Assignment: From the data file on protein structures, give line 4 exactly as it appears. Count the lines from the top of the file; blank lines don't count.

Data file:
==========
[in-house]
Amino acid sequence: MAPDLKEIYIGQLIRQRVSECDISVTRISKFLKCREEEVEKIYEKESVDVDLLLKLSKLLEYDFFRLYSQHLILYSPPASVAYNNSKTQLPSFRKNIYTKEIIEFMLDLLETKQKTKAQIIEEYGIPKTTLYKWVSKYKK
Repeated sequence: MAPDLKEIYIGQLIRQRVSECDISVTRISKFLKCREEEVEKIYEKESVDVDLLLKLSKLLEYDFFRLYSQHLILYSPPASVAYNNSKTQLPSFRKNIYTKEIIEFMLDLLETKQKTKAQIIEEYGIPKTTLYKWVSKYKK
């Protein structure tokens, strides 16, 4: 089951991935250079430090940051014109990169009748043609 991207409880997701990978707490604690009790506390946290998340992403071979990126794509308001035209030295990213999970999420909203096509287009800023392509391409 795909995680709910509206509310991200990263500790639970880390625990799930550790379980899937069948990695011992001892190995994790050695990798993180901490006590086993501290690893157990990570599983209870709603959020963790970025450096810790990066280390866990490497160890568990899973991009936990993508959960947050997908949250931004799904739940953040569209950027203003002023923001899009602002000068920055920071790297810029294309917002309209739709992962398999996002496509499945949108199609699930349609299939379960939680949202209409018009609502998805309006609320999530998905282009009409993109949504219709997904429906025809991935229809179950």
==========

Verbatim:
């Protein structure tokens, strides 16, 4: 089951991935250079430090940051014109990169009748043609 991207409880997701990978707490604690009790506390946290998340992403071979990126794509308001035209030295990213999970999420909203096509287009800023392509391409 795909995680709910509206509310991200990263500790639970880390625990799930550790379980899937069948990695011992001892190995994790050695990798993180901490006590086993501290690893157990990570599983209870709603959020963790970025450096810790990066280390866990490497160890568990899973991009936990993508959960947050997908949250931004799904739940953040569209950027203003002023923001899009602002000068920055920071790297810029294309917002309209739709992962398999996002496509499945949108199609699930349609299939379960939680949202209409018009609502998805309006609320999530998905282009009409993109949504219709997904429906025809991935229809179950």